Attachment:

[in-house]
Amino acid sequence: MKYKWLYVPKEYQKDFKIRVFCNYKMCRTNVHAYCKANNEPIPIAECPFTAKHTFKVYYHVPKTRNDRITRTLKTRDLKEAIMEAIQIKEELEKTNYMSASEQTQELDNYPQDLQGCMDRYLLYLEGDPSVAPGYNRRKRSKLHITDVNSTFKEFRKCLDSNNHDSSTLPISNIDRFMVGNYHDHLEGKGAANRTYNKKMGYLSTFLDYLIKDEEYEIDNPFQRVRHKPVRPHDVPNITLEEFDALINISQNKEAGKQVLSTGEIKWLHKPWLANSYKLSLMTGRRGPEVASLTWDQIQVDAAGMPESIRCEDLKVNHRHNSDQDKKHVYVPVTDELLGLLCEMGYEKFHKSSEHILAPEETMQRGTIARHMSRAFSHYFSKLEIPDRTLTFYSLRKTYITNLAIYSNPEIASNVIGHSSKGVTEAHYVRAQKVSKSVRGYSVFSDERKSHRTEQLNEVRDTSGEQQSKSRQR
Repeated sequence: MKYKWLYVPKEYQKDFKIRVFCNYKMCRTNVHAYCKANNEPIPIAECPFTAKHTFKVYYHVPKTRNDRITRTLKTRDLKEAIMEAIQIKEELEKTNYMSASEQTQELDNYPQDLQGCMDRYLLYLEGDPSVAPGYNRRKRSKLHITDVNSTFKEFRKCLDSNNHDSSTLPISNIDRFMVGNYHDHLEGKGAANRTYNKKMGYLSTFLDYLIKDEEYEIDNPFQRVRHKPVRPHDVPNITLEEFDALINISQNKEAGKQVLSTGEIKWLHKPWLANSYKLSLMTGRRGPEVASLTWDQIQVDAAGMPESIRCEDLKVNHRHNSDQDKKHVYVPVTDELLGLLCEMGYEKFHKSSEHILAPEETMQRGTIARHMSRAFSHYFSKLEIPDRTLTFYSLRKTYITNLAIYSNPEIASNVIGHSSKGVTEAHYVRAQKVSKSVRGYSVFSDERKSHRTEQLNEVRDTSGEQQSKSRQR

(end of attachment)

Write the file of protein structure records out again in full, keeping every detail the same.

[in-house]
Amino acid sequence: MKYKWLYVPKEYQKDFKIRVFCNYKMCRTNVHAYCKANNEPIPIAECPFTAKHTFKVYYHVPKTRNDRITRTLKTRDLKEAIMEAIQIKEELEKTNYMSASEQTQELDNYPQDLQGCMDRYLLYLEGDPSVAPGYNRRKRSKLHITDVNSTFKEFRKCLDSNNHDSSTLPISNIDRFMVGNYHDHLEGKGAANRTYNKKMGYLSTFLDYLIKDEEYEIDNPFQRVRHKPVRPHDVPNITLEEFDALINISQNKEAGKQVLSTGEIKWLHKPWLANSYKLSLMTGRRGPEVASLTWDQIQVDAAGMPESIRCEDLKVNHRHNSDQDKKHVYVPVTDELLGLLCEMGYEKFHKSSEHILAPEETMQRGTIARHMSRAFSHYFSKLEIPDRTLTFYSLRKTYITNLAIYSNPEIASNVIGHSSKGVTEAHYVRAQKVSKSVRGYSVFSDERKSHRTEQLNEVRDTSGEQQSKSRQR
Repeated sequence: MKYKWLYVPKEYQKDFKIRVFCNYKMCRTNVHAYCKANNEPIPIAECPFTAKHTFKVYYHVPKTRNDRITRTLKTRDLKEAIMEAIQIKEELEKTNYMSASEQTQELDNYPQDLQGCMDRYLLYLEGDPSVAPGYNRRKRSKLHITDVNSTFKEFRKCLDSNNHDSSTLPISNIDRFMVGNYHDHLEGKGAANRTYNKKMGYLSTFLDYLIKDEEYEIDNPFQRVRHKPVRPHDVPNITLEEFDALINISQNKEAGKQVLSTGEIKWLHKPWLANSYKLSLMTGRRGPEVASLTWDQIQVDAAGMPESIRCEDLKVNHRHNSDQDKKHVYVPVTDELLGLLCEMGYEKFHKSSEHILAPEETMQRGTIARHMSRAFSHYFSKLEIPDRTLTFYSLRKTYITNLAIYSNPEIASNVIGHSSKGVTEAHYVRAQKVSKSVRGYSVFSDERKSHRTEQLNEVRDTSGEQQSKSRQR